Throat Infection & Its Treatment

A throat infection is discomfort, pain, or scratchiness in the throat due to any infectious condition. A sore throat often makes it painful to swallow in cases of throat infection. Sore throats are common. Most of the time soreness is worse in the morning and improves as the day progresses.

Like colds, the vast majority of sore throats are caused by viral infections. This means most sore throats will NOT respond to antibiotics. Many people have a mild sore throat at the beginning of every cold. When the nose or sinuses become infected, drainage can run down the back of the throat and irritate it, especially at night. Or, the throat itself can be infected.

Strep throat is an inflamed (red and swollen) throat caused by infection with bacteria called Streptococci. It is diagnosed with a throat culture or a rapid strep test at the doctor’s office. With treatment the fever and much of the sore throat are usually gone within 24 hours. It is important to treat strep throat to prevent some rare but serious complications such as rheumatic fever (a disease that affects the heart) or glomerulonephritis (a disease that affects the kidneys).

A sore throat is less likely to be strep throat if it is a minor part of a typical cold (with runny nose, stuffy ears, cough, and similar symptoms). Strep can’t be accurately diagnosed by looking at the throat alone. It requires a laboratory test.

Sometimes breathing through the mouth will cause a sore throat in the absence of any infection. During the months of dry winter air, some people will wake up with a sore throat most mornings. This usually disappears after having something to drink.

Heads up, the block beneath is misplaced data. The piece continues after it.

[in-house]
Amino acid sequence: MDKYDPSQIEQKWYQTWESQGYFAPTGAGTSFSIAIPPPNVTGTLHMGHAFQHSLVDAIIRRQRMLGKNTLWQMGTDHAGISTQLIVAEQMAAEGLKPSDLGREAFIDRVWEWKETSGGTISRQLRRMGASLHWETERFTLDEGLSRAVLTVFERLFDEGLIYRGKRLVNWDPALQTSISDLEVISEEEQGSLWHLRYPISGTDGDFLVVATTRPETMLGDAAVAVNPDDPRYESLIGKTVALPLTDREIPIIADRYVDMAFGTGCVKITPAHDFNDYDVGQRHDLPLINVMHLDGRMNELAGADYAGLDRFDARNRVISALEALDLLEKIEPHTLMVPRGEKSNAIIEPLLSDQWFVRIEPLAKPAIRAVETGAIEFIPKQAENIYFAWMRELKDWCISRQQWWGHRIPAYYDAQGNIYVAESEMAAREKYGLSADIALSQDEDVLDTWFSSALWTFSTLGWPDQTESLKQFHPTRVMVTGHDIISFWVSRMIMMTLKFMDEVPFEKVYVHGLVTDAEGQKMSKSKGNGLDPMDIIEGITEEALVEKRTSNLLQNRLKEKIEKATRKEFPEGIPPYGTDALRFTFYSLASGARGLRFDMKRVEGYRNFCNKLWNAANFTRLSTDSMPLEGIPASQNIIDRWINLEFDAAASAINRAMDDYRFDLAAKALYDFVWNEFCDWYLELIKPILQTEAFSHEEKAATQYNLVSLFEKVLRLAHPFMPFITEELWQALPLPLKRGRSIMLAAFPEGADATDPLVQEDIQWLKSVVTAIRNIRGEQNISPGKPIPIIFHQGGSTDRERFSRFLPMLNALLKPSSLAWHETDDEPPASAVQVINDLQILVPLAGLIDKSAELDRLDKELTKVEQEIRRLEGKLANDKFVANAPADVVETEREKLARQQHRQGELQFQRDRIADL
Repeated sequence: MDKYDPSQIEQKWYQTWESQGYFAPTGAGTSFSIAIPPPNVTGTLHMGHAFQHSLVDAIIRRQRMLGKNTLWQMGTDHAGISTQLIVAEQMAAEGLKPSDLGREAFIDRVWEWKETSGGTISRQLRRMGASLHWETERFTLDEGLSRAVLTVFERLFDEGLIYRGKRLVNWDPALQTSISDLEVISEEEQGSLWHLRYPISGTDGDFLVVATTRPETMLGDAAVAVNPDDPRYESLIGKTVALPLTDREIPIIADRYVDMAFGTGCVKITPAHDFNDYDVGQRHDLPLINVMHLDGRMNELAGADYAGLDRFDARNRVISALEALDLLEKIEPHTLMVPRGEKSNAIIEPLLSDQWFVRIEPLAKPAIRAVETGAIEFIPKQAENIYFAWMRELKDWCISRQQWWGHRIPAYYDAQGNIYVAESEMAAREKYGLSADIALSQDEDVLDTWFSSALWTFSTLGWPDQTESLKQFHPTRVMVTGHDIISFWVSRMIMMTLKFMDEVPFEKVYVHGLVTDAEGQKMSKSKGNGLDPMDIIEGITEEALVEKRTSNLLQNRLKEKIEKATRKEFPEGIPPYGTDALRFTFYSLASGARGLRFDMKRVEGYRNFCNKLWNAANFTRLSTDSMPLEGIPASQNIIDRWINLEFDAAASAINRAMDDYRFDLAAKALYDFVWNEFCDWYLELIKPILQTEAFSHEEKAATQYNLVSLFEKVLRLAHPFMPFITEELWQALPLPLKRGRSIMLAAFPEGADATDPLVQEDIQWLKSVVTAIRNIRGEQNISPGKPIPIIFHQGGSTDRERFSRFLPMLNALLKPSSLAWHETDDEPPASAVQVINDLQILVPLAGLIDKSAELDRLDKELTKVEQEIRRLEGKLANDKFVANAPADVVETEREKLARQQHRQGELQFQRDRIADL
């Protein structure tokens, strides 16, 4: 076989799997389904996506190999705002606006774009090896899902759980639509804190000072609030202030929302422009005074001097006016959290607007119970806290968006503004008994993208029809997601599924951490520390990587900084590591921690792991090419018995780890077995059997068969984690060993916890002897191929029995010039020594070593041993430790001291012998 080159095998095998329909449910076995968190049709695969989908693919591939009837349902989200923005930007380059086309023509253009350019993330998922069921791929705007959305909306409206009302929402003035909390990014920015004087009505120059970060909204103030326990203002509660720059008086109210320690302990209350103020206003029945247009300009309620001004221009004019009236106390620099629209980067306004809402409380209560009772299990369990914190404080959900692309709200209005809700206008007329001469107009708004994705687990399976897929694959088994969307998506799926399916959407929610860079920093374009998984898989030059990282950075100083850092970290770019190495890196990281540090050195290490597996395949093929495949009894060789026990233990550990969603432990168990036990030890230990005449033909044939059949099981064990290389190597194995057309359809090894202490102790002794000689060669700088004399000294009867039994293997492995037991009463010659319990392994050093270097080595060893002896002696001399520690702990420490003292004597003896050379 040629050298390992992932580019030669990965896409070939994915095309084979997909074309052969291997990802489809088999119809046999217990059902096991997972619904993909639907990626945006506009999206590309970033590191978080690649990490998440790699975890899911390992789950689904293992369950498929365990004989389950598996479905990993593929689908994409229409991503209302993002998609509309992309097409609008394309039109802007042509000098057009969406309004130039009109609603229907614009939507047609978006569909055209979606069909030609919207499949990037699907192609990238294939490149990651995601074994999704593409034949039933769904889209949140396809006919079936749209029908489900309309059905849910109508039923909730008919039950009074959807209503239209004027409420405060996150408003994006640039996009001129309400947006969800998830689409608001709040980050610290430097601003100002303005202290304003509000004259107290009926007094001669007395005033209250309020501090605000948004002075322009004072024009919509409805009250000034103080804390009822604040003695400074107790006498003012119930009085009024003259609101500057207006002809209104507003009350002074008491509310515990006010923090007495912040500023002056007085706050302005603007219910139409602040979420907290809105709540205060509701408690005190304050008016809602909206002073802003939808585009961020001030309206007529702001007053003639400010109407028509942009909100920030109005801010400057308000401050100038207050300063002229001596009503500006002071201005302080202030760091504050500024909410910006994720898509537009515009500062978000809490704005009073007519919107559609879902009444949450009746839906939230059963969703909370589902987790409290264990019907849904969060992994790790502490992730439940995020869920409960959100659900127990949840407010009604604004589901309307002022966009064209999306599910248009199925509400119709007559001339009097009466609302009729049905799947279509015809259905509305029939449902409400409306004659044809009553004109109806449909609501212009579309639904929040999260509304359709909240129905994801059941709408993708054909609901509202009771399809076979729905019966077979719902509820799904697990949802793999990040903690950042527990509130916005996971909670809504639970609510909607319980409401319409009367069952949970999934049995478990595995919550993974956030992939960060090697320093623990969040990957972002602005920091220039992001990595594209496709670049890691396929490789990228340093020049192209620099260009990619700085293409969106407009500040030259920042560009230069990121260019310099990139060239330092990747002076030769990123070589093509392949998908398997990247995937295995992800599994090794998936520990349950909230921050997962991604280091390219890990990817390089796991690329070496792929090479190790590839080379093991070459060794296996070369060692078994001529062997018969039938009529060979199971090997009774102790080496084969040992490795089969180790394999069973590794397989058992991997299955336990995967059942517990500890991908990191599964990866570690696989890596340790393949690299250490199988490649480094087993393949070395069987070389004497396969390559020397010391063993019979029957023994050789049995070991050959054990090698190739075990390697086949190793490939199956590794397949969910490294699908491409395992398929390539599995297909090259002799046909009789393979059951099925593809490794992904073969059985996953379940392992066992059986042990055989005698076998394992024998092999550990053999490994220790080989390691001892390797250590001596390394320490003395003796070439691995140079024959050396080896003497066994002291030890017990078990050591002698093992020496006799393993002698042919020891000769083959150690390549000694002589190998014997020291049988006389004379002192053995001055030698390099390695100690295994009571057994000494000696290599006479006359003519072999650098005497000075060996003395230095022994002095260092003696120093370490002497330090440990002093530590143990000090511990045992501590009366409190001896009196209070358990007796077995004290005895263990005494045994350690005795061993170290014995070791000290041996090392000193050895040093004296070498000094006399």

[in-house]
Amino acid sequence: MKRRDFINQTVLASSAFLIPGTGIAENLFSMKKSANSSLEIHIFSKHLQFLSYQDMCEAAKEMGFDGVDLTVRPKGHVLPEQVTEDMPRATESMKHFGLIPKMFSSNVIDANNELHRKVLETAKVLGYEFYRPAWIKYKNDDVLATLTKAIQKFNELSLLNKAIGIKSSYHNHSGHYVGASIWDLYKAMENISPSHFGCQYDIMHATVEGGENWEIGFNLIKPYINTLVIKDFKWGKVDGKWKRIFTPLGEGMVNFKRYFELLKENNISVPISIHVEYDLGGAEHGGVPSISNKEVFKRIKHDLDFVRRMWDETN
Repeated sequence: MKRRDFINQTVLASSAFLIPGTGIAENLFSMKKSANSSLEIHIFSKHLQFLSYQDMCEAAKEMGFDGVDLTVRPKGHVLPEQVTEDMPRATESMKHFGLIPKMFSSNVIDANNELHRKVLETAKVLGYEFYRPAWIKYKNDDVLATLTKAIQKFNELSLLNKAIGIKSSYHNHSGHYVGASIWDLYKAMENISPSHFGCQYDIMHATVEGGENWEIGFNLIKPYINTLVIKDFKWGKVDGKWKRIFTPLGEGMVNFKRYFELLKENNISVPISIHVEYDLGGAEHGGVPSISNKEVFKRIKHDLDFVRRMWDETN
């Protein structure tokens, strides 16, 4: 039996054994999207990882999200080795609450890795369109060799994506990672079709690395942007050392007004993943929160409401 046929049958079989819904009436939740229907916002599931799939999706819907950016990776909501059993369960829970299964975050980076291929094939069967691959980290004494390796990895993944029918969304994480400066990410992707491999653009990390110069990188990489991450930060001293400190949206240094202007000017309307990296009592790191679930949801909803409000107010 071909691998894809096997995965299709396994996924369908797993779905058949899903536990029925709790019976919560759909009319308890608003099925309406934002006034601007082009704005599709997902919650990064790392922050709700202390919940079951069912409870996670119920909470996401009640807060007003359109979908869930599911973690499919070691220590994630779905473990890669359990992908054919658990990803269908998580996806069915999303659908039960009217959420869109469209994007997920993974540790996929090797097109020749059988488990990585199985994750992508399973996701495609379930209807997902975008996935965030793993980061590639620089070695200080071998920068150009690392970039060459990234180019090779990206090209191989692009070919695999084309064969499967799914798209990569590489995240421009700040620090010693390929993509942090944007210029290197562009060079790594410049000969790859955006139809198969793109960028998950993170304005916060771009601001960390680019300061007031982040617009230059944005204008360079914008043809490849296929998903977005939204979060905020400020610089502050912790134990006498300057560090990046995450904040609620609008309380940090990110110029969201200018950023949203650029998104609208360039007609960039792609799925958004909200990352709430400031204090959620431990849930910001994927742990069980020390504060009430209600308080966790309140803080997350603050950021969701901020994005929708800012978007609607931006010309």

In addition, allergies (allergic rhinitis) can cause a sore throat. Usually, treatment will be delayed until the culture results are known. Doctors will often begin treatment of a sore throat immediately if there is a family history of rheumatic fever, if the patient has scarlet fever, or if rheumatic fever is commonly occurring in the community at the time. Otherwise, antibiotics should NOT be given without a positive strep test (culture or rapid strep test).

When antibiotics are started, it is important to complete the entire course as directed, even after symptoms improve. Children can return to school or day care 24 hours after antibiotics are started. Gargle warm saltwater (1/4 teaspoon of salt per glass) or an antacid solution. You can suck on hard candy (butterscotch seems to be a soothing flavor). Take acetaminophen (Tylenol) or ibuprofen (Advil) for throat pain or fever over 102°F (39°C). Swollen tonsils can make some foods hard to swallow. Eat a diet of soft foods for a few days. You are no longer contagious after you have taken the antibiotic for 24 hours. Therefore, you can return to school after one day if you are feeling better and the fever is gone.

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